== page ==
any domestic licensee. The Federal Communications Commission shall monitor the operations of television broadcasting to Cuba pursuant to subsection (f). If, on the basis of such monitoring or a complaint from any person, the Federal Communications Commission determines, in its discretion, that broadcasting by the Television Marti Service is causing objectionable interference with the transmission or reception of the broadcasts of a domestic licensee, the Federal Communications Commission shall direct the Television Marti Service to cease broadcasting and to eliminate the objectionable interference. Broadcasts by the Service shall not be resumed until the Federal Communications Commission finds that the objectionable interference has been eliminated and should not recur.
(2) The Federal Communications Commission shall take such actions as are necessary and appropriate to assist domestic licensees in overcoming the adverse effects of objectionable interference caused by broadcasting by the Television Marti Service. Such assistance may include the authorization of nondirectional increases in the effective radiated power of a domestic television station so that its coverage is equivalent to the maximum allowable for such facilities, to avoid any adverse effect on such stations of the broadcasts of the Television Marti Service.
(3) If the Federal Communications Commission directs the Television Marti Service to cease broadcasting pursuant to paragraph (1), the Commission shall, as soon as practicable, notify the appropriate committees of Congress of such action and the reasons therefor. The Federal Communications Commission shall continue to notify the appropriate committees of Congress of progress in eliminating the objectionable interference and shall assure that Congress is fully informed about the operation of the Television Marti Service.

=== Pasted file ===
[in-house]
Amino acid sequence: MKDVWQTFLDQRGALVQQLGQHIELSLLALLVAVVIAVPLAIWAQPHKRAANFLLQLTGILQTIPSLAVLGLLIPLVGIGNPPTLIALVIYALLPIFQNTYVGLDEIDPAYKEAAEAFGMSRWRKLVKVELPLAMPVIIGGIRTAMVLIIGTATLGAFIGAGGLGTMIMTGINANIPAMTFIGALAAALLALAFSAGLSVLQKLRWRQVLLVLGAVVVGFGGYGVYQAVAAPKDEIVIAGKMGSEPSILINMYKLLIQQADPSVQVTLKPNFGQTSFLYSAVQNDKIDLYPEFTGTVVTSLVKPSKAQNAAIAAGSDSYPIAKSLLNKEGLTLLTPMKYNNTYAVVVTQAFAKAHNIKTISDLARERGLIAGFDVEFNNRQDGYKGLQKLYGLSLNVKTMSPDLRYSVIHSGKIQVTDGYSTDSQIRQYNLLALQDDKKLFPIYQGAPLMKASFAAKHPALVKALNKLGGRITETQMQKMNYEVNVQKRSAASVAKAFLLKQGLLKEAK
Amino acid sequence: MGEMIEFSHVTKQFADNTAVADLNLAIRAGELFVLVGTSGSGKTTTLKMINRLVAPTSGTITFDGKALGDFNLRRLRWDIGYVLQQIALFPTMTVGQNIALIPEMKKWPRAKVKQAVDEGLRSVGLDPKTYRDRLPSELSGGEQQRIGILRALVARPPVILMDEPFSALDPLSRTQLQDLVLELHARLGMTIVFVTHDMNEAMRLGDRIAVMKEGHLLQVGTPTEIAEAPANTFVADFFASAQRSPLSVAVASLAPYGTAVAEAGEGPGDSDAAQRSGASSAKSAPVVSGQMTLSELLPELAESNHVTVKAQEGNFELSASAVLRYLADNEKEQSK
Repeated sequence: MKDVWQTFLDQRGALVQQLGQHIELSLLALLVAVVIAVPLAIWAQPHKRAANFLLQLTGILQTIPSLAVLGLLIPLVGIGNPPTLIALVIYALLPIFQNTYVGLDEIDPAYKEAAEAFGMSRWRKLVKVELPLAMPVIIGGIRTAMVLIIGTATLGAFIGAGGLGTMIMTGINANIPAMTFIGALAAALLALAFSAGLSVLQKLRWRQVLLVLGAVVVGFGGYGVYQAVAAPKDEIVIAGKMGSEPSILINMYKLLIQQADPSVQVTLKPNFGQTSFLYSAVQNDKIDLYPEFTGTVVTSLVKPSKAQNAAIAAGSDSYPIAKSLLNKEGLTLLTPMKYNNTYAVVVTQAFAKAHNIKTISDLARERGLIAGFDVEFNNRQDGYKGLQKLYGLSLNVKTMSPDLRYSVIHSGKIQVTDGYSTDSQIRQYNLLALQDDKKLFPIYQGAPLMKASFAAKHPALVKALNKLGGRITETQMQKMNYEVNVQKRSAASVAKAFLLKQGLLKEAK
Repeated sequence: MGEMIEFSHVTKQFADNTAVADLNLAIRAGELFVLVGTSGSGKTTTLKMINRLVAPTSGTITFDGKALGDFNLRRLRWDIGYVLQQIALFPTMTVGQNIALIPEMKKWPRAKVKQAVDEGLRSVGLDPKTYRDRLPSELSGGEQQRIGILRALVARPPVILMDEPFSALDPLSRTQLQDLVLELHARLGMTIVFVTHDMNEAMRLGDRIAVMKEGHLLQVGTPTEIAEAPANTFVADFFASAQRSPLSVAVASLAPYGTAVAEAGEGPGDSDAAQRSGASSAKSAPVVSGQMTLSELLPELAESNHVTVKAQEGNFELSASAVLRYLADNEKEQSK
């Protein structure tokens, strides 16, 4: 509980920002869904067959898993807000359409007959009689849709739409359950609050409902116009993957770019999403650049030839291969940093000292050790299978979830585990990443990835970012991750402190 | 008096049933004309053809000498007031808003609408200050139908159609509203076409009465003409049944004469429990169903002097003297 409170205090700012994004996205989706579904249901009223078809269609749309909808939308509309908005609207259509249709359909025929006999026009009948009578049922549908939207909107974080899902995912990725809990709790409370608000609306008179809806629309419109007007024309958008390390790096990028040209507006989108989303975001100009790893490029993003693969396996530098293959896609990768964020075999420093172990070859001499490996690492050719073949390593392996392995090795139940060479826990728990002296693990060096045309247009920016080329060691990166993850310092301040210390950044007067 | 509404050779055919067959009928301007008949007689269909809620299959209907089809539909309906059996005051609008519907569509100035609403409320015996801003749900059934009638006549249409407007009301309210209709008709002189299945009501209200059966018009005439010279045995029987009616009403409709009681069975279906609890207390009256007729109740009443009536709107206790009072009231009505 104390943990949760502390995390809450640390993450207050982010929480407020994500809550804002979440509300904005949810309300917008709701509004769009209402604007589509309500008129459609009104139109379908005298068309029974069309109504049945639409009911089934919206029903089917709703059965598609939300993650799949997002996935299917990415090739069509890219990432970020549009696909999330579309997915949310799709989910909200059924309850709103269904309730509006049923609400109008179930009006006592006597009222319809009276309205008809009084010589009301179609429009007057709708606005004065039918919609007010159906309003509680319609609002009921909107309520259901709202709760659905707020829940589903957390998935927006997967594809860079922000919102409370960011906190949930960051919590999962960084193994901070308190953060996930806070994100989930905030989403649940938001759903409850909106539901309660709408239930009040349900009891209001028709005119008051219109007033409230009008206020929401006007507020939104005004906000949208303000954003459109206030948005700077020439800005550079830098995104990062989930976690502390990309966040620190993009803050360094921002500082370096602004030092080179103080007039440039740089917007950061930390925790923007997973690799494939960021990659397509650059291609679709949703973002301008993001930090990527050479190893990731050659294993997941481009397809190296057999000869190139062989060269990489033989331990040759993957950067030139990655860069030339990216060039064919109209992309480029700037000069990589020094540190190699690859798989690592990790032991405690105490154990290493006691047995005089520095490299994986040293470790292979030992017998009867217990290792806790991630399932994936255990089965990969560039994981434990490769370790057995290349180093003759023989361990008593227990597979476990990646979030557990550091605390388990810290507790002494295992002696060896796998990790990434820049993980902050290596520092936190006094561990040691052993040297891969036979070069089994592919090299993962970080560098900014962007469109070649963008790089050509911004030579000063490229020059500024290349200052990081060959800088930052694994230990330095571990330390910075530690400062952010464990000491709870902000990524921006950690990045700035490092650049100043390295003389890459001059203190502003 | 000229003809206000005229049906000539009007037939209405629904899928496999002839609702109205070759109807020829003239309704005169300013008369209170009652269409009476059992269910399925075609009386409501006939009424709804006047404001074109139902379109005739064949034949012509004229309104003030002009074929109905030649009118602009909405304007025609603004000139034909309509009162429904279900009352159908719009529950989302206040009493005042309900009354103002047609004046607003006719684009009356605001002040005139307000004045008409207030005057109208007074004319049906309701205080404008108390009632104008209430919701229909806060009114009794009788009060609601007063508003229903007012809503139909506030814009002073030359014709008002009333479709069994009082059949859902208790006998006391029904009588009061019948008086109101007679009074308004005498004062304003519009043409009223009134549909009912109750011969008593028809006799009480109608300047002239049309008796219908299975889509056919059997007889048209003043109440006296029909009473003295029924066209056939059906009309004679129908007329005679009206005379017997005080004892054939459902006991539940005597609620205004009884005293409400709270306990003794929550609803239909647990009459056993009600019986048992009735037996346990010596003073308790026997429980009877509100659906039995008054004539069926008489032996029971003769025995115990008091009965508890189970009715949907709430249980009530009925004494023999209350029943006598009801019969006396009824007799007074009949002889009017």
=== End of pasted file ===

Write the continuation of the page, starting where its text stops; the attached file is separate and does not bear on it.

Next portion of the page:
(f) MONITORING OF INTERFERENCE.—The Federal Communications Commission shall continually monitor and periodically report to the appropriate committees of the Congress interference to domestic broadcast licensees
(1) from the operation of Cuban television and radio stations; and
(2) from the operations of the television broadcasting to Cuba.
(g) TASK FORCE.—It is the sense of the Congress that the President should establish a task force to analyze the level of interference from the operation of Cuban television and radio stations experienced by broadcasters in the United States and to seek a practical political and technical solution to this problem. SEC. 244. (22 U.S.C. 1465cc) TELEVISION MARTI SERVICE.
(a) TELEVISION MARTI SERVICE.—There is within the Voice of America a Television Marti Service. The Service shall be responsible for all television broadcasts to Cuba authorized by this part. The Broadcasting Board of Governors 1 shall appoint a head of the Service who shall report directly to the International Boardcasting Bureau. 1 The head of the Service shall employ such staff as the head of the Service may need to carry out the duties of the Service.
1 The amendments made by section 1325(4)(B)(i)(I) and (II) were carried out to the third sentence instead of the second sentence to reflect the probable intent of the Congress.